November 14, 2020 – date that changed our lives forever.
We weren’t upbeat as we should have been on a Diwali day. Somehow, for the first time, my mother wasn’t excited about celebrating Diwali or doing the regular preparations that we often did before and during the festival.
I wasn’t liking it, honestly. I felt something terribly missing this time around. Well, a part of that uncomfortable vibe sprouted from the fact that my father was bed ridden and not in his senses to acknowledge anything beyond his own deteriorated state of health or may be not even that.
The aura of the house hadn’t been positive for a while. Dad was ailing from a long time. He was hospitalized in July and underwent corona tests before admission too. We were tense about the result and thankfully, it was negative. It wasn’t that we weren’t used to hospital rounds in all these 13 years of his health issues. It is just that this was the first time I managed everything on my own because of the covid scare. I stopped my mother from coming to the hospital, collected all the able strength alone and took him to the hospital in the ambulance.
After spending 10 days in the hospital, doctors discharged him, us. I say ‘us’ for reasons best known to those who have underwent a journey of its own while dealing with hospitals. Every year, it wasn’t just my father undergoing limitless pain and despair but it was also me, my mother and Lucky Kuku (our dogs) going through the same ordeal, mentally.
Seldom we knew it will be the last in that sense for all of us.
On Diwali day, as it clocked 6 pm. I took Lucky Kuku for an early evening walk like I do every year to help them dodge the terribly unbearable noise pollution in vain. As I returned, my mother called me hurriedly in a rather unusual tone and before I could climb up the stairs, my heart had already jumped off my chest and reached her before I could.
With an extremely worried yet soft tone, she asked me to check on dad. She said that he doesn’t seem to be moving at all. I checked his breath. He laid still. His face seemed to have frozen and with that our lives froze in front of us.
He was gone. Gone in his sleep. It was unusual of his personality that we had seen in these last few months. He was troubled in and out for days and nights at a stretch. He wasn’t at peace at all. And there he laid in absolute silence. We shook him but he didn’t move. His last words to mom were, “paani…” He had asked for water and the same morning, Vinay, his attendant had come and given him bath and shave despite his reluctance, as if he was being prepared for the final journey.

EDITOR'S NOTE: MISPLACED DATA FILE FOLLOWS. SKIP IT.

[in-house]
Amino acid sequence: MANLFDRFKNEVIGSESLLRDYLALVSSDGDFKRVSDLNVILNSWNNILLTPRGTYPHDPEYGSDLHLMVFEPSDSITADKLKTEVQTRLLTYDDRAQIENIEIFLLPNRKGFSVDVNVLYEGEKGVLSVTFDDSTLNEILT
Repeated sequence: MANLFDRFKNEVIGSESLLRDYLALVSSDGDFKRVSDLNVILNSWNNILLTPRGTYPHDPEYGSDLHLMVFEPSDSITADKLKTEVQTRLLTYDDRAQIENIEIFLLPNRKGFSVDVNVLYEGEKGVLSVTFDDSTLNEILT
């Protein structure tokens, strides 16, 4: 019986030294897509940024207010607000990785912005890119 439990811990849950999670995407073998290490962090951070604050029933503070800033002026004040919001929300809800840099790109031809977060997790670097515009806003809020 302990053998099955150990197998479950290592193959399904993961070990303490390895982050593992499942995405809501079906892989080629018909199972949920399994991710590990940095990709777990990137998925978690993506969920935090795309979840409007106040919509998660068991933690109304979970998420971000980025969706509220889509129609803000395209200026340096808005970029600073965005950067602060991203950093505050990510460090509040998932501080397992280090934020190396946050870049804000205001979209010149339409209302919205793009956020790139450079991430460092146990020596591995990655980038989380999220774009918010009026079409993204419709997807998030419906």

Having gone to few funerals in my family and of closed ones, I was familiar with the feeling. But, when you lose someone as close as your father and see him not moving anymore, the same feeling dissolves in the numbness of emotions hitting your mind and soul from all the sides. You stop to feel and feel too much at the same time. At least, that’s what happened with me.
I think I wanted to cry but couldn’t. But something as easy as that in such a moment didn’t happen until I picked him up from the bed and laid him on the floor with the help of the attendant and a kind neighbour – a woman who didn’t shy away from touching my father in the troubled times.
My father wasn’t suffering from any major life-threatening disease. All his body parts were in working condition before he breathed his last. He sustained severe diabetes condition for over 30 years and popped in pills every day with a smiling face as much as I remember till my teens but off lately, he was grudgingly annoyed with God for having given him troubles despite he being a staunch followed of Guru Nanak Dev ji and having done seva (social service) for many years during his bachelorhood.
Strangely, his body had started to deteriorate and never improved after his last hospital visit. We tried a lot to change his medicines, get attendants to walk him in the house regularly but his unbreakable will power to deal with his health problems didn’t seem to be helping this time. Because, he was tired. He was done. He was exhausted.
My father, Pritam Pal Singh Hoon (P. S Hoon) born in Hoshiarpur, Punjab, was a very simple, docile boy once who hailed from a Sikh family and resided in Karol Bagh, New Delhi. He wasn’t someone who was given a free hand on taking life or career decisions but as someone who turned solely responsible for his own life after deaths of his father and brothers, the youth in him never found a chance to flourish. In his own words, he was always taking care of people around him but seldom found anyone taking care of him.
He matured early and transformed into a rock at an age when kids are grudgingly dealing with the confusion of buying books or toys.
The Air Indian
My father started serving Air India in 1965 with 200 rupees as his monthly salary. He worked extremely hard to make a living without any support from his family.